The most difficult part of the transition was making the cold calls to sell his service. It's easy to grab something from a load board, and some of the brokers paid well enough, but the real money lay in direct billing. He'd never done that before, but it worked out too. Slowly at first, but with calls for repeat business, he'd soon established a short list of shippers very happy to deal directly with T. A. Lalonde Transport Ltd.

He knew from the start that he never wanted to grow the business beyond a single truck, and he found it difficult to turn down work because he wasn't set up to do it. But he was right to do so. He realized pretty quickly that there was real value in serving a shipper well, even if it was on a really small scale, and the shippers seem to realize the benefits of that personal level of service.

Smiling now, he recalls a work order for a repair job in July 2002, just six months after nearly pulling the plug.

"The bill was $11,700," he says. "When the shop manager asked how I planned to pay it, I asked for 30 days, he gave me the time, and I paid his bill.

One month Trent saw his fuel bill top $6800, and his cell phone bill hit $700. But that month, he grossed over 25 grand. So it's all relative.

"I wish I had had some experienced single-truck operator to show me the ropes," he says, looking back. "I wouldn't have made quite so many mistakes along the way, but the experience I gained in spite of myself has proven invaluable."

The biggest surprise in going out on his own was realizing how much he needed to earn to run the truck and support his family.

"The second biggest surprise was how easy it was to get what I needed if I was able to justify it and then deliver what I'd promised," says Trent. "The money is out there if you know what the market will bear and you don't leave anything on the table."

Trent won't discuss rates, but puts his cost per mile at $1.70, everything included: wages, taxes, fax paper, the works, so you know the quoted price is well above that. He says he felt uncomfortable at first quoting what seemed like such a high price, but he gets few refusals now. In fact, he's doing most of the refusing.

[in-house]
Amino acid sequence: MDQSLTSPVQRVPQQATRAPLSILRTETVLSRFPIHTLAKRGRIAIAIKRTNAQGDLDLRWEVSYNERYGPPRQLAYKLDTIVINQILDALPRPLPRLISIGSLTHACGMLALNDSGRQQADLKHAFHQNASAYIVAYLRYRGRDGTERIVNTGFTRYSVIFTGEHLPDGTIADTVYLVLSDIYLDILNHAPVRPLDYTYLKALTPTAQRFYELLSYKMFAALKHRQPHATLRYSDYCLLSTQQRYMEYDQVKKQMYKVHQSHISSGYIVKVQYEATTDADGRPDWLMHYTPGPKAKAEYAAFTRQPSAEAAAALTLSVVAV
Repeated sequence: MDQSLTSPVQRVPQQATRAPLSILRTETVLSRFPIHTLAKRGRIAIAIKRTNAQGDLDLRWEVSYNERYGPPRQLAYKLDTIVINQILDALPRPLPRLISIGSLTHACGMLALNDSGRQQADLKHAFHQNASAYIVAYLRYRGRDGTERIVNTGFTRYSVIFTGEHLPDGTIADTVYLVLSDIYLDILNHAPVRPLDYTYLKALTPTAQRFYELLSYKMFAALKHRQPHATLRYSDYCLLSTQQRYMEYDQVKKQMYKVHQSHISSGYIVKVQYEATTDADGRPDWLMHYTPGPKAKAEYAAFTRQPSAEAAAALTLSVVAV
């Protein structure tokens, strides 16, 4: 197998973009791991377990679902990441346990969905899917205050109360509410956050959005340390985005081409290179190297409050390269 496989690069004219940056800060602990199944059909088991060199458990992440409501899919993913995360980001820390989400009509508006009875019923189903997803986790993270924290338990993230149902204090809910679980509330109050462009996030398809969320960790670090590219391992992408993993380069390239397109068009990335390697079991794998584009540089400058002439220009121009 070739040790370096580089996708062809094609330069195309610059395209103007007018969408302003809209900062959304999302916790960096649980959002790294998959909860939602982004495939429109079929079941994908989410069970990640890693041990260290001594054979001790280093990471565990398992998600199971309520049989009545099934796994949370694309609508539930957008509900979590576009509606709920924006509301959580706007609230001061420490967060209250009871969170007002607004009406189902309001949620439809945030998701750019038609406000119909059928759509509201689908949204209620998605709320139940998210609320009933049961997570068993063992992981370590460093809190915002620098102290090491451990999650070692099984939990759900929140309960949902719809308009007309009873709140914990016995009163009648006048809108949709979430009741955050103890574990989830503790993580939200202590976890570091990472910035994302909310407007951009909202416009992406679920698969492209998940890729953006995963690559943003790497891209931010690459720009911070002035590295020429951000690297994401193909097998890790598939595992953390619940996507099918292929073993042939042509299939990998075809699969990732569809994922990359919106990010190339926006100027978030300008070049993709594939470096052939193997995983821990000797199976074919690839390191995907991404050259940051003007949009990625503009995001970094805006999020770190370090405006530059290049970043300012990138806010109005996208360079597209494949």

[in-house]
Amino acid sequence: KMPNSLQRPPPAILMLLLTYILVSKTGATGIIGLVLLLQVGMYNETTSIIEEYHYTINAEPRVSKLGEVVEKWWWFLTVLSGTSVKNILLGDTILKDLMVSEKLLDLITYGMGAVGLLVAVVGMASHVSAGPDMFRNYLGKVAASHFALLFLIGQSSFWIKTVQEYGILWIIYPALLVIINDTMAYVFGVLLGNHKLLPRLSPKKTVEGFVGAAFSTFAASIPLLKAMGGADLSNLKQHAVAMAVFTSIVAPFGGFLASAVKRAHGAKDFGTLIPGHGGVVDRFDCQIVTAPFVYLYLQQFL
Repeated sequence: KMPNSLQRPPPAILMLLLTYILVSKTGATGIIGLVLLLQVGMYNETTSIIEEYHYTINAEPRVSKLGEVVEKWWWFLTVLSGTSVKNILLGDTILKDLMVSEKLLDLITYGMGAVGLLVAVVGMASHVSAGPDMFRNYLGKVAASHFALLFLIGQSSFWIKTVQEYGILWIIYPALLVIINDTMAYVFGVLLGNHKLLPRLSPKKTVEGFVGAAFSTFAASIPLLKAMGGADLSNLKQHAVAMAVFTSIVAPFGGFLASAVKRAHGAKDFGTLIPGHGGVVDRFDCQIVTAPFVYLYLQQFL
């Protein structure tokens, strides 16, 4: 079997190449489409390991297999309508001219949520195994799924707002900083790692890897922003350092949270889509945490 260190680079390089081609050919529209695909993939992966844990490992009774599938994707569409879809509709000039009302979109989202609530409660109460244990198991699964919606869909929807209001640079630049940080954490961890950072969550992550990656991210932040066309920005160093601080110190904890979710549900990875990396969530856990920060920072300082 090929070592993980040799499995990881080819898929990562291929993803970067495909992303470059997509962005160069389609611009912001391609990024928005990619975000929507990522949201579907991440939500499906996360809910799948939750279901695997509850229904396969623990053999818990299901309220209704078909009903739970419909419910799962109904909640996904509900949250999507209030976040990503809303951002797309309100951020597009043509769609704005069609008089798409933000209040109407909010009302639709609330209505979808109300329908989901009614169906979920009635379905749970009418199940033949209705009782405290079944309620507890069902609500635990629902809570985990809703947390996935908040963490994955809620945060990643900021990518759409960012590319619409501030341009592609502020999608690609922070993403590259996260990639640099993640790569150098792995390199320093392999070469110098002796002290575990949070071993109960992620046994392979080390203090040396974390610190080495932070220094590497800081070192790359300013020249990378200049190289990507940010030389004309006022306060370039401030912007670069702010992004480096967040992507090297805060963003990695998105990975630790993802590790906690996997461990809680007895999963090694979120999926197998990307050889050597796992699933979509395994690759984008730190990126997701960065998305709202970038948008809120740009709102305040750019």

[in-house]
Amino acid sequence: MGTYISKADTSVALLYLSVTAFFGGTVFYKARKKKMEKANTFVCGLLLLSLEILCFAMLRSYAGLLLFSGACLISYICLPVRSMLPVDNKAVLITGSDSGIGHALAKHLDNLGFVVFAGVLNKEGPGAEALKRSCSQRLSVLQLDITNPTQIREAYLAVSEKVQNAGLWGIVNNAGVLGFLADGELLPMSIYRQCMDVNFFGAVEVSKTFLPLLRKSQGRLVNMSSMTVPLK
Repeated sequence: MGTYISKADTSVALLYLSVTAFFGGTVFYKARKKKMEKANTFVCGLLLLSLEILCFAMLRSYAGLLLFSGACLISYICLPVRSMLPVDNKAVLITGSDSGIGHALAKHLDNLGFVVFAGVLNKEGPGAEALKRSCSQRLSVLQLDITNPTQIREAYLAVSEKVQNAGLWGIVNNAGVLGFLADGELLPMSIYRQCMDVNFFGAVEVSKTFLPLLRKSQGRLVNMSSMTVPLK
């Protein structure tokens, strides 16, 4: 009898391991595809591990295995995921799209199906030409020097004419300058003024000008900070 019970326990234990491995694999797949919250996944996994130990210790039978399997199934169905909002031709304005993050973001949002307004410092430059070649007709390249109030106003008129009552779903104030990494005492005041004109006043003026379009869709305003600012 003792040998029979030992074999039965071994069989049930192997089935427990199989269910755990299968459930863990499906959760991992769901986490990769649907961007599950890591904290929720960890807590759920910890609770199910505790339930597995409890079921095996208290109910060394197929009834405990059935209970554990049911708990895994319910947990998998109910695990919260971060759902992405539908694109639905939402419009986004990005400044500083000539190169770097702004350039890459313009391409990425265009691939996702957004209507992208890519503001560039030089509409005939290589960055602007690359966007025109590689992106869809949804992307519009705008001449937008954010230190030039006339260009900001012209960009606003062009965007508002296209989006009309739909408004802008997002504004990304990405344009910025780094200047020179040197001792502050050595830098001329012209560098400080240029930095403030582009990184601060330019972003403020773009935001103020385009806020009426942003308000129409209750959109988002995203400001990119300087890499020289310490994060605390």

"There was a situation not long ago where Trent was shopping the load boards for a load north. There was a good one posted, and the rate was good, but when I ran a credit check, I saw seven bad collection reports," says Trent's wife and business partner, Tania. "He left the load there for someone else."

Trent does the trucking in the family, but Tania is a big part of the operation. Trent says she is the final test for any do-it-or-don't questions.

It takes a lot of faith and trust to let someone take you as close to financial ruin as the Lalondes were three and a half years ago. Tania was aware of how poorly they were doing, and she also knew that with Trent's determination to succeed and his well thought-out plan, the chances of succeeding were better than even. She knew the risks and the costs, as well as the rewards, and her deft management of their financial affairs is largely responsible for their recovery.

At the time I sat down with Trent and Tania at their home in Saskatoon, he had just worked out a deal with Kelsey Trail Trucking, a small operation that favors single-truck operators like him. He had sold his business to Kelsey Trail - truck, trailer, customers, and all - and has taken a position in dispatch/freight sales to help them expand into the American market.

Of course, the obvious question was if he had worked so hard to get there - had finally made it - why did he sell?

"The family," he said without hesitation. "I'll be home with the girls while they are growing up, and that's what's really important."

Not only has Trent succeeded in beating the odds at success, he has translated that determination into a profitable sale, and a job that will see him home with his family while still doing what he loves. By any standards, we'd call Trent Lalonde a winner.

Trent Lalonde's Formula for Success

~ Follow your dreams, but don't leap without looking. It's a long way down with no net at the bottom.
~ Look for shippers who will do business directly with single-truck operators, and service the heck out of them.
~ Don't take on more than you can do on your own, no matter how tempting it might be. Establish yourself first and get into a profitable position, then look at growth potential.
~ Follow the money, even if it's somewhere you wouldn't ordinarily go. Trucking around the country is fine, but if your lifestyle preferences are standing in the way of your earnings, you may have to re-examine why you're an owner-operator in the first place.
~ Forget the old ways of doing business. If you know you can do better on your own, do your research, and then go for it.